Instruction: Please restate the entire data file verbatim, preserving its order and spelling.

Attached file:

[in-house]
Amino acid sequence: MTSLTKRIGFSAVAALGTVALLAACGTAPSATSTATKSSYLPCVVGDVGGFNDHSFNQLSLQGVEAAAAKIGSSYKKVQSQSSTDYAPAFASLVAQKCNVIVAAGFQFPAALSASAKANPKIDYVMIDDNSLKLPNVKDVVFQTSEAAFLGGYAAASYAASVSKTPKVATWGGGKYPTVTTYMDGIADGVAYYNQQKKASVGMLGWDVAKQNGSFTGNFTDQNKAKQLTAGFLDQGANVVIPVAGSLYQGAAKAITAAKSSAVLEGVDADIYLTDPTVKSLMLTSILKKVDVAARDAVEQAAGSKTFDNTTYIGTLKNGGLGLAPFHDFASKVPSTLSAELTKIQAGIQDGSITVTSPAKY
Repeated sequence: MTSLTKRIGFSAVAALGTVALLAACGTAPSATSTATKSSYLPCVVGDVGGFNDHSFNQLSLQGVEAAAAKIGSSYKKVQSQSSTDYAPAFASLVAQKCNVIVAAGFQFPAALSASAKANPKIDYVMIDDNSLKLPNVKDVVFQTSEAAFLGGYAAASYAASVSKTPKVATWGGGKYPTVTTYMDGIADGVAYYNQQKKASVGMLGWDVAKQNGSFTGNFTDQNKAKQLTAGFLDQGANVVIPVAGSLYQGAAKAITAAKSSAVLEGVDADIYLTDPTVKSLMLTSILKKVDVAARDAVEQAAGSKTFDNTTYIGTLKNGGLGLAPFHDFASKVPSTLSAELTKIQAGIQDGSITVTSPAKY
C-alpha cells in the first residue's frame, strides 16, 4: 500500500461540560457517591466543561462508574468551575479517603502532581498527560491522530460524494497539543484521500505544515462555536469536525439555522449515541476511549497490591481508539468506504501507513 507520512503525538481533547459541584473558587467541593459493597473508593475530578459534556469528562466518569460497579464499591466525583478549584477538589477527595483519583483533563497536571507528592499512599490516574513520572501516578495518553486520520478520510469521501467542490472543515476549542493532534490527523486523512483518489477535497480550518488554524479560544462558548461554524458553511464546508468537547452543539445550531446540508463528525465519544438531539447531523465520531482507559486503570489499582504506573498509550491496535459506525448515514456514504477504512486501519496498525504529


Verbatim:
[in-house]
Amino acid sequence: MTSLTKRIGFSAVAALGTVALLAACGTAPSATSTATKSSYLPCVVGDVGGFNDHSFNQLSLQGVEAAAAKIGSSYKKVQSQSSTDYAPAFASLVAQKCNVIVAAGFQFPAALSASAKANPKIDYVMIDDNSLKLPNVKDVVFQTSEAAFLGGYAAASYAASVSKTPKVATWGGGKYPTVTTYMDGIADGVAYYNQQKKASVGMLGWDVAKQNGSFTGNFTDQNKAKQLTAGFLDQGANVVIPVAGSLYQGAAKAITAAKSSAVLEGVDADIYLTDPTVKSLMLTSILKKVDVAARDAVEQAAGSKTFDNTTYIGTLKNGGLGLAPFHDFASKVPSTLSAELTKIQAGIQDGSITVTSPAKY
Repeated sequence: MTSLTKRIGFSAVAALGTVALLAACGTAPSATSTATKSSYLPCVVGDVGGFNDHSFNQLSLQGVEAAAAKIGSSYKKVQSQSSTDYAPAFASLVAQKCNVIVAAGFQFPAALSASAKANPKIDYVMIDDNSLKLPNVKDVVFQTSEAAFLGGYAAASYAASVSKTPKVATWGGGKYPTVTTYMDGIADGVAYYNQQKKASVGMLGWDVAKQNGSFTGNFTDQNKAKQLTAGFLDQGANVVIPVAGSLYQGAAKAITAAKSSAVLEGVDADIYLTDPTVKSLMLTSILKKVDVAARDAVEQAAGSKTFDNTTYIGTLKNGGLGLAPFHDFASKVPSTLSAELTKIQAGIQDGSITVTSPAKY
C-alpha cells in the first residue's frame, strides 16, 4: 500500500461540560457517591466543561462508574468551575479517603502532581498527560491522530460524494497539543484521500505544515462555536469536525439555522449515541476511549497490591481508539468506504501507513 507520512503525538481533547459541584473558587467541593459493597473508593475530578459534556469528562466518569460497579464499591466525583478549584477538589477527595483519583483533563497536571507528592499512599490516574513520572501516578495518553486520520478520510469521501467542490472543515476549542493532534490527523486523512483518489477535497480550518488554524479560544462558548461554524458553511464546508468537547452543539445550531446540508463528525465519544438531539447531523465520531482507559486503570489499582504506573498509550491496535459506525448515514456514504477504512486501519496498525504529